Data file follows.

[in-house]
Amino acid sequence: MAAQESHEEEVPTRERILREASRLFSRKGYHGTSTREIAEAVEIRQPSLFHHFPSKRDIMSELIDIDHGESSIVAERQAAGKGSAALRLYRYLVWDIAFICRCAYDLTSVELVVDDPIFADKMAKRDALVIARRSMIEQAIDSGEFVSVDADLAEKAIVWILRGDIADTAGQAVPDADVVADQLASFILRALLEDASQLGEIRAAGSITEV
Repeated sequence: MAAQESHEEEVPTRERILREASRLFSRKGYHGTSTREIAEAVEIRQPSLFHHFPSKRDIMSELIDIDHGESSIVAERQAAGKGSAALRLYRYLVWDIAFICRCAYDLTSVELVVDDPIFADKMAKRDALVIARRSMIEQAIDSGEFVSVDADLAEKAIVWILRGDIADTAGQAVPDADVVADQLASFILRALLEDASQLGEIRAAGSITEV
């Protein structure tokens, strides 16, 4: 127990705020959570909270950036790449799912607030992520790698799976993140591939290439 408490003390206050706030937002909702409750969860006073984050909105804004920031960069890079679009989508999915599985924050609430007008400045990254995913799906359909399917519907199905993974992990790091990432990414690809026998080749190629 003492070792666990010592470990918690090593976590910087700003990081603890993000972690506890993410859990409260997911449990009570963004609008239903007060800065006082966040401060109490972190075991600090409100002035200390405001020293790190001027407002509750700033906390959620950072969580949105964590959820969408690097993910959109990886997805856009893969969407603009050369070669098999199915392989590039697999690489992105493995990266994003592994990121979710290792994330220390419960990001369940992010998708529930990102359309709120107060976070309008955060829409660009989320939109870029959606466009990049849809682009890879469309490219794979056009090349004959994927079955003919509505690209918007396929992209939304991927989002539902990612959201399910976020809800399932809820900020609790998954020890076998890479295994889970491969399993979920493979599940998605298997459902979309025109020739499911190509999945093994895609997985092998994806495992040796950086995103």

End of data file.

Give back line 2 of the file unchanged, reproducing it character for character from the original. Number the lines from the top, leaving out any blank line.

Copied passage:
Amino acid sequence: MAAQESHEEEVPTRERILREASRLFSRKGYHGTSTREIAEAVEIRQPSLFHHFPSKRDIMSELIDIDHGESSIVAERQAAGKGSAALRLYRYLVWDIAFICRCAYDLTSVELVVDDPIFADKMAKRDALVIARRSMIEQAIDSGEFVSVDADLAEKAIVWILRGDIADTAGQAVPDADVVADQLASFILRALLEDASQLGEIRAAGSITEV